After all that build up, though, we failed to tell you how things went down on race day! We are here now to rectify that error as, happily, our two good friends will be returning to Mill Valley this weekend to take another shot at glory.
So, travel with us now… back in time one year to a cool, blustery Sunday morning in Marin County. Over 1000 runners pack the streets of Mill Valley, thronging the Depot as they perform their final pre-race rituals. Jeffrey, running his ninth Dipsea and his last year in the scratch group, has visions of a black shirt dancing in his head. Tyler, running his first Dipsea, is wondering just exactly how crazy this is going to be and how many people he will have to pass to snag himself a return ticket for 2018.
At 8:55a Jeff and the other scratch runners are off, tearing out of downtown and toward the hills and—more to the point—the stairs that will brutalize their legs in due time. 26 minutes later, Tyler’s Z group is finally allowed to start and now all of our protagonists are on course.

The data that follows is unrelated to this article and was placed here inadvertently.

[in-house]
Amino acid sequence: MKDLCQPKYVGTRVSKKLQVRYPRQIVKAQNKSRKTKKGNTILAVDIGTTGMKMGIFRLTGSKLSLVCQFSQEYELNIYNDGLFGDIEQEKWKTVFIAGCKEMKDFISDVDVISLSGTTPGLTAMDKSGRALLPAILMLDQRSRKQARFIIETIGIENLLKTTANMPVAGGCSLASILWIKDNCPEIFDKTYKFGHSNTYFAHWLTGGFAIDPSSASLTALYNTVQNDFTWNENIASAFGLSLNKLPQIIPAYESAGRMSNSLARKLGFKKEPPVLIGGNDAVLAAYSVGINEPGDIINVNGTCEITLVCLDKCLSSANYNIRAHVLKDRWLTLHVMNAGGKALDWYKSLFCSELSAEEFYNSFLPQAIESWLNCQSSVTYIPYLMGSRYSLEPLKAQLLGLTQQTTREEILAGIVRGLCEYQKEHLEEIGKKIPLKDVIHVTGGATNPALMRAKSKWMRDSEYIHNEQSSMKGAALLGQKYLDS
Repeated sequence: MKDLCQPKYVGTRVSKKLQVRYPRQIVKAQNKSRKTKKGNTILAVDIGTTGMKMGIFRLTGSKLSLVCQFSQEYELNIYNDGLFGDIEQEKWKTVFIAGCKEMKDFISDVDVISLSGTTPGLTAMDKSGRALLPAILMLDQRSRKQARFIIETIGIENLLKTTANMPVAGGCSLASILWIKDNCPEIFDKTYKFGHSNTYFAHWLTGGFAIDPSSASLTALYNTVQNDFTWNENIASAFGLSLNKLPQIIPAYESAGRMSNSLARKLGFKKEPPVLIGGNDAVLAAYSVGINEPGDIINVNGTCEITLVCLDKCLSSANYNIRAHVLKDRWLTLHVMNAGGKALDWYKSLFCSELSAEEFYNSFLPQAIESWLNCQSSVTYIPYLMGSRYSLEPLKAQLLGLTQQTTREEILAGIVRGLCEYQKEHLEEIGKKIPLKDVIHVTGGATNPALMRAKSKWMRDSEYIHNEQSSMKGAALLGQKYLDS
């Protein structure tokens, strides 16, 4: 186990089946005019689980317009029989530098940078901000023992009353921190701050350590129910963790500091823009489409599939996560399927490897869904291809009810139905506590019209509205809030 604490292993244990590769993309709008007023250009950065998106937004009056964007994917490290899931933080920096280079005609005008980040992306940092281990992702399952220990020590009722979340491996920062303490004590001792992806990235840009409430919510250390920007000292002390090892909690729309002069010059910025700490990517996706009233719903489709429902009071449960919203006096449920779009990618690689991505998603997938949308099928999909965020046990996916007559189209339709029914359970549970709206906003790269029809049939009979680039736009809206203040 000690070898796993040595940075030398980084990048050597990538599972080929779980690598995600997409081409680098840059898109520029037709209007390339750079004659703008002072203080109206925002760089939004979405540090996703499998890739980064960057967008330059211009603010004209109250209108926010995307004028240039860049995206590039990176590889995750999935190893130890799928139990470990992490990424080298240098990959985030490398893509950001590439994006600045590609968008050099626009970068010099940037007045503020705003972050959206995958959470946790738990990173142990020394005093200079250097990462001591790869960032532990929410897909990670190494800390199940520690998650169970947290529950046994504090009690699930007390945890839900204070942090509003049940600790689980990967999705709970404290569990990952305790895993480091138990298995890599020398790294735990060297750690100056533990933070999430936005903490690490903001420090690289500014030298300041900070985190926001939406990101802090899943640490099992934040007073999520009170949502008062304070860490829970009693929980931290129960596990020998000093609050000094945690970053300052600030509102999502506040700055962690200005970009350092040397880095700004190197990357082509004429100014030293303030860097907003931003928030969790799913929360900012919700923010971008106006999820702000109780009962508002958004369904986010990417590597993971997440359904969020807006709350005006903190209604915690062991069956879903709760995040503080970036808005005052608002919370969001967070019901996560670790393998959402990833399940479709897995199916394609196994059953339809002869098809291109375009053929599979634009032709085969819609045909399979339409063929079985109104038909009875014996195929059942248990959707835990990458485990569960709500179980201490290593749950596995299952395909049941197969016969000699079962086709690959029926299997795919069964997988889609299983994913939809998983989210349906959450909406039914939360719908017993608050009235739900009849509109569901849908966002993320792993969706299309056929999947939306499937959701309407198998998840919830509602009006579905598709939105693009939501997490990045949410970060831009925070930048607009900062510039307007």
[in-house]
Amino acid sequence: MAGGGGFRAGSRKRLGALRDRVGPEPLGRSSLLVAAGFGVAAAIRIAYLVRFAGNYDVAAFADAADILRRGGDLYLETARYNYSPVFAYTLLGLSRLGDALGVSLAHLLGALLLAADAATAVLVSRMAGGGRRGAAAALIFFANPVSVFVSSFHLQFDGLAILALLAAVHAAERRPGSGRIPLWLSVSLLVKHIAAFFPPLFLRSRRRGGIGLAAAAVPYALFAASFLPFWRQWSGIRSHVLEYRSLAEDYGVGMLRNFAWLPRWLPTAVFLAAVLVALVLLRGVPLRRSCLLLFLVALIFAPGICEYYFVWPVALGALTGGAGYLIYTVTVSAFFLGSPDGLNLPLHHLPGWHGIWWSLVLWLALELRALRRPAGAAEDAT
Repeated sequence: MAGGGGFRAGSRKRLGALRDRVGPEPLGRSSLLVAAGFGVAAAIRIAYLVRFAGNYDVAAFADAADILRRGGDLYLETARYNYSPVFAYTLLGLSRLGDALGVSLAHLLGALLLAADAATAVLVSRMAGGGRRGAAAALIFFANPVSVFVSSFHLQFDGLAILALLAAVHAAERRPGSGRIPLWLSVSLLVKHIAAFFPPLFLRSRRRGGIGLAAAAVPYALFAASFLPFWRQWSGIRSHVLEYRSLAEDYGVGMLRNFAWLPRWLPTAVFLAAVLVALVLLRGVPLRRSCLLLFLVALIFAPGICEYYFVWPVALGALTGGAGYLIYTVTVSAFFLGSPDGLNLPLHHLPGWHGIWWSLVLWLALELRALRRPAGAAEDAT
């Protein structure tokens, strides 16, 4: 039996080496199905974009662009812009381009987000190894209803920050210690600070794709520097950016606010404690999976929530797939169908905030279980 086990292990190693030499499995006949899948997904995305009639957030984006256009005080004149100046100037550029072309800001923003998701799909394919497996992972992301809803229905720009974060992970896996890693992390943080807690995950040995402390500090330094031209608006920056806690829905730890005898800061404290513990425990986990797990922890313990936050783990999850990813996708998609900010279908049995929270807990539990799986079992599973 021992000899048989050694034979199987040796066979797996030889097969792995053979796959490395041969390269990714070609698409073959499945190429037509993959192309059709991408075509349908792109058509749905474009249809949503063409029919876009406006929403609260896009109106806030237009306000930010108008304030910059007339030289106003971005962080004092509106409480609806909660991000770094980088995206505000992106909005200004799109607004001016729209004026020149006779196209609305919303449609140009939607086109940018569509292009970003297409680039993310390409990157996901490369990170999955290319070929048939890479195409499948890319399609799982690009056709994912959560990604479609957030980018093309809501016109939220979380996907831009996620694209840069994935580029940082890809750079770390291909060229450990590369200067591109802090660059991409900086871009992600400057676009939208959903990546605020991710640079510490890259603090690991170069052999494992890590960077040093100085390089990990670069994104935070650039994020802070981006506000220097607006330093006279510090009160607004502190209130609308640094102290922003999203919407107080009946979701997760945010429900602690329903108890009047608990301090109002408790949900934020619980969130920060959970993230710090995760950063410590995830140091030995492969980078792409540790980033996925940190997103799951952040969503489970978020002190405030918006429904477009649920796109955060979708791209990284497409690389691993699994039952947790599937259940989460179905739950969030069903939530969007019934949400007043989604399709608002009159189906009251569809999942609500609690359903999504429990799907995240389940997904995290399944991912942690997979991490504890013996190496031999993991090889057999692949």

Taking his favorite local’s shortcut (don’t bother asking, he won’t tell you), Jeff quickly establishes himself in the front of the race and starts trucking toward Stinson. Tyler uses every inch of his long legs to blaze past people, taking the sorts of risks on the downhills that you just don’t unless something big is on the line.
Photos from Cardiac—a major climb midway through the race—that day reveal both runners in good spirits and fine form, excited for the mostly downsloping terrain from there to the finish.
When all was said and done, Jeff improved hugely on his finish from the previous year, moving up from 99th to 50th place. Tyler, as expected, had an amazing race and very nearly won the his division, finishing just 5 seconds behind a 60 year woman to finish second in the Runner’s section. A fitting end to a first Dipsea for a runner who could realistically vie for an overall win in the coming years.